Female genital fistula is an important health concern for women in about fifty Asian and African nations. As the World Health Organization (WHO) estimates, in today's world some 10 to 20 million women are living with genital fistula. It is estimated that some 50,000 to 100,000 new cases are being added to this figure every year.
May 23 has been declared the International Day to End Obstetric Fistula by the United Nations, with this year's theme being “hope, healing and dignity for all.” Bangladesh, like other South Asian and African nations, is celebrating the day in a befitting manner.
In Bangladesh there are uncertainties about the exact number of fistula cases. According to a survey carried out in 2003, done by 'EngenderHealth' and UNFPA, approximately 71,000 women were suffering from fistula-like symptoms at the time. In our experience, approximately 2,000 new cases per year are added to this number. About 900 to 1,100 cases of female genital fistula are treated by different hospitals at the present moment. We suspect that a similar number of such patients are shunning treatment even today. Thus it is fair to estimate that a large number of women are living with fistula in Bangladesh, taking the treated and the untreated together.
Female genital fistula is a devastating condition for women, characterised by continuous leaking of urine or stool or both through the vagina. It happens when in course of delivery a baby's head remains stuck in the birth canal for long hours (i.e. for longer than twelve hours). As a result, the vagina wall is destroyed in places and abnormal holes develop which connect the vagina with bladder, urethra and/or rectum. If the vagina gets connected with the urinary system (urethra, bladder or ureter) through abnormal holes, there will be continuous leaking of urine through the birth canal. If it gets connected with the rectum, then stool will be leaking through the same route.
A woman who suffers from fistula leads a very miserable life. Very often they have to deal with a foul odour coming from their body. They cannot sleep well because their bed gets soaked. They lose self-confidence. Very often, they are isolated from the community, shunned by the family, are divorced by their spouses and become further marginalised in society.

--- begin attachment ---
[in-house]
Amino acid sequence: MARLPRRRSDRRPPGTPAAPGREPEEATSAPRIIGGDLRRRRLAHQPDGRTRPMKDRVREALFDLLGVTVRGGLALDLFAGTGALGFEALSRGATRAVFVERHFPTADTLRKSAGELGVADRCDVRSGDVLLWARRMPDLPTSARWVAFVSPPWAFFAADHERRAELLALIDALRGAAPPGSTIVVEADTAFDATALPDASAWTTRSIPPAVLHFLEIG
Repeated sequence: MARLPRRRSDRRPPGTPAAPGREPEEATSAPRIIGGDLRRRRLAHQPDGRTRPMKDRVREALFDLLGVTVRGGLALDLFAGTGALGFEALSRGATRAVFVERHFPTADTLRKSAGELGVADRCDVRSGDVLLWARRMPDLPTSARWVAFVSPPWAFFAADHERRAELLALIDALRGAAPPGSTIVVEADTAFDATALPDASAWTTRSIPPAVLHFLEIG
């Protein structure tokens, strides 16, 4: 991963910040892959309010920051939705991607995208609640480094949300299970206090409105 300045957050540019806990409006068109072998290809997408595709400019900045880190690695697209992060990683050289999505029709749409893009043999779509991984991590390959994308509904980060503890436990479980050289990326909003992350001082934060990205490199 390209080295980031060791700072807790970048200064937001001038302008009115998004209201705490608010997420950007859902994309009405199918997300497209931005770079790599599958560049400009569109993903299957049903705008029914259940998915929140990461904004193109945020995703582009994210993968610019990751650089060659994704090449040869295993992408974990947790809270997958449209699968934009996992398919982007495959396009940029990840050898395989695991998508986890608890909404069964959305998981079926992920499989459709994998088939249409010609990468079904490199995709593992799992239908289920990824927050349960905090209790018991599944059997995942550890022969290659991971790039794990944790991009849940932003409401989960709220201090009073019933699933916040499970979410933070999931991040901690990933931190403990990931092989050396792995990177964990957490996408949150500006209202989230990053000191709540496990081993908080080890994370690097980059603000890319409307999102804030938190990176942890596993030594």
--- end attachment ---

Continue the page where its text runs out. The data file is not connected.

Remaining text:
Obstetric fistula had been eliminated from North America many years ago; in fact long before the discovery of antibiotics and modern contraceptive procedures. But it still prevails in many developing countries and in unacceptably high rates.
Fistula victims usually come from the very poor section of society, or one should say the 'ultra-poor'. Poorer families can hardly afford treatment or a safe delivery service during pregnancy, even when the baby gets obstructed in the birth canal for hours. Poverty, as is well-known, has many faces. Early marriage and malnutrition contribute to many health risks for women, including the increasing risk of fistula.
There is, however, a silver lining. Devastating obstetric morbidity, which still reigns supreme in poor developing nations even today, is largely preventable. If care is sought at the right time in case of obstetric labour, or if the woman is taken to a hospital during delivery where adequate obstetric care is available, there is a strong likelihood that fistula will not develop. Approximately five percent of all deliveries end up in obstructed labour, which happens to be the cause of eight percent of maternal deaths in today's Bangladesh. Prevention (or serious control) of early marriage is also an important way to prevent fistula for the population at large. Birth control measures, in case of unfortunate early marriages, could also help to prevent unwanted pregnancy before the appropriate age.
The Ministry of Health and Family Welfare is working in partnership with both international and local allies for the prevention and care of fistula in Bangladesh. The USAID, through its 'Fistula Care Plus' project with EngenderHealth, and the UNFPA are supporting leading public and private hospitals to conduct free fistula surgeries. The National Fistula Center at the Dhaka Medical College Hospital and the University Fistula Center at Bangabandhu Sheikh Mujib Medical University are two key institutions where quality fistula care is available free of charge. Travelling and subsistence expenses of patients and their companion(s) are also provided by the hospital authorities.
To make matters easier for fistula patients, we would like to mention that apart from these two institutions, free fistula repair surgery is also available at Ad-din Hospital, Moghbazar, Dhaka; Hope Foundation Hospital, Cox's Bazar; Kumudini Hospital, Mirzapore, Tangail; LAMB Hospital, Parbatipur, Dinajpur; Mamms Institute of Fistula and Women Health, Eskaton, Dhaka; and Dr. Muttalib Community Hospital, Bijoynagar, Dhaka. These hospitals also help in social rehabilitation of the women treated there by providing skill training and self-employment support.
In honour of the International Fistula Day, we want hope to prevail and allow everyone to have a fair chance for healing from this disease. All fistula victims, irrespective of the state of their ailment, should be guaranteed the human dignity they deserve. If fistula can be healed (it is possible to heal), let it be healed. Let women of all classes and of all sections have right access to safe motherhood services and fistula care without hassle. We need to let the word out that women with fistula, have a right to treatment, in an equal and respectful manner. Our collective support for a better life for fistula patients will help make having an international day in its name worth the effort.
Skeikh Nazmul Huda, PhD, is Country Manager at EngenderHealth, Bangladesh. Desdemona Khan, MPH, is an anthropologist and public health policy analyst.